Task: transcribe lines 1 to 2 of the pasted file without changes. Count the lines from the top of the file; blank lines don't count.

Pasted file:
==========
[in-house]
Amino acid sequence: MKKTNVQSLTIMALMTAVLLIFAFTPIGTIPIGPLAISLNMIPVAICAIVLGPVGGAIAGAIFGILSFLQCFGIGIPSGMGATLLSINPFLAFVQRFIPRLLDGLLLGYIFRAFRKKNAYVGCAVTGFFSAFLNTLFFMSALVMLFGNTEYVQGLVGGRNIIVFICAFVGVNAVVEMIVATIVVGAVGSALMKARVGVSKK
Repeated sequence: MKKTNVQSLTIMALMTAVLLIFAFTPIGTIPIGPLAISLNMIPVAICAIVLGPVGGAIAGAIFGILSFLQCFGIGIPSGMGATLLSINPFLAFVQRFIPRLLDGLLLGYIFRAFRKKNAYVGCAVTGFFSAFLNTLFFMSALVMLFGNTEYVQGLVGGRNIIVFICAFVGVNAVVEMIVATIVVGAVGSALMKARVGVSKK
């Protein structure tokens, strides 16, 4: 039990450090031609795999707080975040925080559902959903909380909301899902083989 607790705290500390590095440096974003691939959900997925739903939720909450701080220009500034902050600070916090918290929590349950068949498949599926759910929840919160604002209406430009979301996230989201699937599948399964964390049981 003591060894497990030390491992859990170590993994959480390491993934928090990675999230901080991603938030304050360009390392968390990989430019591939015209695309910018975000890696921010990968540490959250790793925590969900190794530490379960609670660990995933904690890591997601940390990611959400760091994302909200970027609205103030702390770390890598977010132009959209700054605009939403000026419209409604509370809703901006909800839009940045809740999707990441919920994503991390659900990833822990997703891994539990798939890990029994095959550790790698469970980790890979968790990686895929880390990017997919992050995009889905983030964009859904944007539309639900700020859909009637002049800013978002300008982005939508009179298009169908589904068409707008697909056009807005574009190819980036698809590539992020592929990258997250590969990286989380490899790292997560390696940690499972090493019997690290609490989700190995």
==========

[in-house]
Amino acid sequence: MKKTNVQSLTIMALMTAVLLIFAFTPIGTIPIGPLAISLNMIPVAICAIVLGPVGGAIAGAIFGILSFLQCFGIGIPSGMGATLLSINPFLAFVQRFIPRLLDGLLLGYIFRAFRKKNAYVGCAVTGFFSAFLNTLFFMSALVMLFGNTEYVQGLVGGRNIIVFICAFVGVNAVVEMIVATIVVGAVGSALMKARVGVSKK